March 19, 2020

Risky Relationships

Written by Tripp Prince

Thoughts from daily Bible reading for today – March 19, 2020

O Lord, who shall dwell in Your tabernacle? Who shall live in Your holy mountain? He who walks blamelessly, and works righteousness, and speaks truth in his heart, who does not deceive with his tongue, neither does evil to his neighbor; and does not find fault with those nearest him. Psalm 15:1-3 (OSB)

It is often easiest to love the people we know the least. The more formal or infrequent the interaction, the easier it is to only see the “presentable” parts of another person. As such, we can easily begin to think this is the full expression of who they are: always patient, always joyful, always optimistic. Yet if every relationship were to stay at the level of polite niceties, they might lack conflict or disagreement, but they would also lack intimacy and depth. 

Real relationships require great risk, yet also offer great reward. It is incredibly risky to invite someone to see the parts of our lives that we are not proud of, the moments that would never in a million years find their way onto a social media post! However, as much as we may wish it were not the case, our highly curated selves that we present to the world are never the truest pictures of who we are. The invitation before us, then, is to move out of the comfort and safety of digital and social superficiality and to instead discover the reward of truly being known.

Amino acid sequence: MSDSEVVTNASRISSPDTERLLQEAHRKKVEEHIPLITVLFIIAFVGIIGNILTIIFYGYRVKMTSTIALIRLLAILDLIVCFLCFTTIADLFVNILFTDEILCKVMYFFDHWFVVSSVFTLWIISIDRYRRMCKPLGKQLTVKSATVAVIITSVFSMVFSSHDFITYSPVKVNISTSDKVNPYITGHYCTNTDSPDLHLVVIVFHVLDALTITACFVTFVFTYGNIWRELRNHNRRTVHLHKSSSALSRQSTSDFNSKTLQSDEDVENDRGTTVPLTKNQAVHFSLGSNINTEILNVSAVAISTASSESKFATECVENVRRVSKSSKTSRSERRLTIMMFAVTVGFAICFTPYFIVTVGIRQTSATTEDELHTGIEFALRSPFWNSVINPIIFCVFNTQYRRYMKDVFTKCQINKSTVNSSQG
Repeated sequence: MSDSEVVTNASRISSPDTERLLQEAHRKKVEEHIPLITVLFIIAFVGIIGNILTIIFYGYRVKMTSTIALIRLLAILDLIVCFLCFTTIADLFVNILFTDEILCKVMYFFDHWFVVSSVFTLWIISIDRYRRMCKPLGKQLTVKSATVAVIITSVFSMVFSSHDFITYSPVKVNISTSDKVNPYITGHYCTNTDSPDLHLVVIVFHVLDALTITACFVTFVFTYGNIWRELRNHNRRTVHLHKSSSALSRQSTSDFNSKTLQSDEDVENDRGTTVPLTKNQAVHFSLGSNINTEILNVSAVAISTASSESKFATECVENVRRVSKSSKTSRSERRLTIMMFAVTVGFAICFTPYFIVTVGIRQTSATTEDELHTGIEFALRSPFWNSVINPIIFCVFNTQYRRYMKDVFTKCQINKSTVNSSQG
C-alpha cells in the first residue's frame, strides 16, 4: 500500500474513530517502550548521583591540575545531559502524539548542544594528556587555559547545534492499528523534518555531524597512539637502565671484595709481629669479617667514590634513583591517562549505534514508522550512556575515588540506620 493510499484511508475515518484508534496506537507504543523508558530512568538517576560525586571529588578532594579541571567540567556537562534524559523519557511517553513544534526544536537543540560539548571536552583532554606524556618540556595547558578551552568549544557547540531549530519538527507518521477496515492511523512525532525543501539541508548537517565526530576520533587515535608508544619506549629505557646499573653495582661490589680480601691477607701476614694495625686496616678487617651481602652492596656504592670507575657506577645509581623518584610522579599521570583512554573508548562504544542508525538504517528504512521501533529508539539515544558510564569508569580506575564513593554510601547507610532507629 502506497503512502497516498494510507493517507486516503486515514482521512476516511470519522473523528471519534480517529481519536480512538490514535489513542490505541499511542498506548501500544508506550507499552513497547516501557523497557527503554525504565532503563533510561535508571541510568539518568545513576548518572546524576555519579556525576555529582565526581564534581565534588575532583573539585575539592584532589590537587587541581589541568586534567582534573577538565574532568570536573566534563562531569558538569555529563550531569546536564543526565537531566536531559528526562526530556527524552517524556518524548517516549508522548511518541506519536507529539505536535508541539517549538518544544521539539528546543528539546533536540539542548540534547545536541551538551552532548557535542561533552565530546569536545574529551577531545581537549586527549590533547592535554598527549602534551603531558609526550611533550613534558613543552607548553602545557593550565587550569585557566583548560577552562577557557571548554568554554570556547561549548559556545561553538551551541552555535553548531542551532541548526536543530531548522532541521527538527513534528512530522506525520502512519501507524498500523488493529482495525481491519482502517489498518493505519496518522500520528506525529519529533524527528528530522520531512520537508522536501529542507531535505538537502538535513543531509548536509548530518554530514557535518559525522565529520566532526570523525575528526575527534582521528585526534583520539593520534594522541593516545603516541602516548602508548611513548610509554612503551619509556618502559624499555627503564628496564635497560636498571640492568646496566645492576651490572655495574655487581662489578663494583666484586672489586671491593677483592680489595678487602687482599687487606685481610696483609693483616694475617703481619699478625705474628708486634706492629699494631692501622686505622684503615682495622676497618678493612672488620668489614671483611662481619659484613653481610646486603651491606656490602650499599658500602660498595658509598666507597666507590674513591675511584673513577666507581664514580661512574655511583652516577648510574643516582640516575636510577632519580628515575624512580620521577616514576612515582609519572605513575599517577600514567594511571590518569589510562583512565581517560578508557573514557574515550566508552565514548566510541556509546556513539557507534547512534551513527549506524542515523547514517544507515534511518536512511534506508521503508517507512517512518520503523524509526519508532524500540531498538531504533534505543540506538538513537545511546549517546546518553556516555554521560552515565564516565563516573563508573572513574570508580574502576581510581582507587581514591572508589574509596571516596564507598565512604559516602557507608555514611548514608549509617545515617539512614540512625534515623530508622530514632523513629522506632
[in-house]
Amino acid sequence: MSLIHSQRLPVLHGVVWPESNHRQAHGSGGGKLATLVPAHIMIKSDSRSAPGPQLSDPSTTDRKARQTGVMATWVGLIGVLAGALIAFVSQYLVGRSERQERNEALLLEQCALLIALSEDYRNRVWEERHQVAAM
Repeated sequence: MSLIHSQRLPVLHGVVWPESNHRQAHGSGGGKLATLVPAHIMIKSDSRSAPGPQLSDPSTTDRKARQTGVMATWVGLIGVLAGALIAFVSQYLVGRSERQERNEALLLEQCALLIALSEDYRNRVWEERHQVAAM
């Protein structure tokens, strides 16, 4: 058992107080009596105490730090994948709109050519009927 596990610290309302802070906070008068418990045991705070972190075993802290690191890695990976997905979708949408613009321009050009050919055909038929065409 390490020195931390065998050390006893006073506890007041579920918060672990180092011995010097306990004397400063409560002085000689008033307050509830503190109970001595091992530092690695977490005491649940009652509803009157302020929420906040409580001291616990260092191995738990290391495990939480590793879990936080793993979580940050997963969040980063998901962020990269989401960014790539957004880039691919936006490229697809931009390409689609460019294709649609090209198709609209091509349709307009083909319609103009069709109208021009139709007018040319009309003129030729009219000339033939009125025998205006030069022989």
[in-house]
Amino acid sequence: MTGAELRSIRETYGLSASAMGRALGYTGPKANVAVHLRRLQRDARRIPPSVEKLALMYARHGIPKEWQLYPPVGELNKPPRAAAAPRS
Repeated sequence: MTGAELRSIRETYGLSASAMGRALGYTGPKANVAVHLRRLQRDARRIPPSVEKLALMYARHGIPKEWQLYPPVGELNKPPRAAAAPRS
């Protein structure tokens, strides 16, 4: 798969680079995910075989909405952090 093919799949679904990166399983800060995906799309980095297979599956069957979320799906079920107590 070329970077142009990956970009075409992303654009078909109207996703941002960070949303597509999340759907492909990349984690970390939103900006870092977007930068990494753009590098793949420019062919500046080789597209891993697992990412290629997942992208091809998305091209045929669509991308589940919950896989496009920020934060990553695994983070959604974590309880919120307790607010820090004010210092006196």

Though the psalmist knew nothing of corporate parties or Instagram, they certainly knew the ease of anonymous relationships, as well as the challenge of living life in close proximity with others. And in their wisdom, they highlight one particular temptation to this way of life: being the most critical of those we love and know the best. Are you able, in their words, to “not find fault with those nearest you?”

When someone invites you into risky relationship, they are choosing to be vulnerable and let their defenses down. So whether it is a lover, a child, or a dear friend, when you accept this vulnerability you also welcome their brokenness. You must choose to say, time and time again, “This is a safe place in which your brokenness will not be exploited or used to shame you, but will be a place for it to be healed and made whole.” Similarly, can you not only receive this vulnerability but offer it in return? Will you risk in your relationships in order to encounter the unspeakable reward of being known and loved? 

“(Love) does not dishonor others, it is not self-seeking, it is not easily angered, it keeps no record of wrongs” (1 Corinthians 13:5).


Father, teach us how to love others, that through them we may love you faithfully and fully, through Christ our Lord. Amen.


Where can you choose to risk vulnerability in your relationships in order to experience the reward of being truly known?

Related Reading

John 13:34-35; 2 Corinthians 12:9; James 5:16

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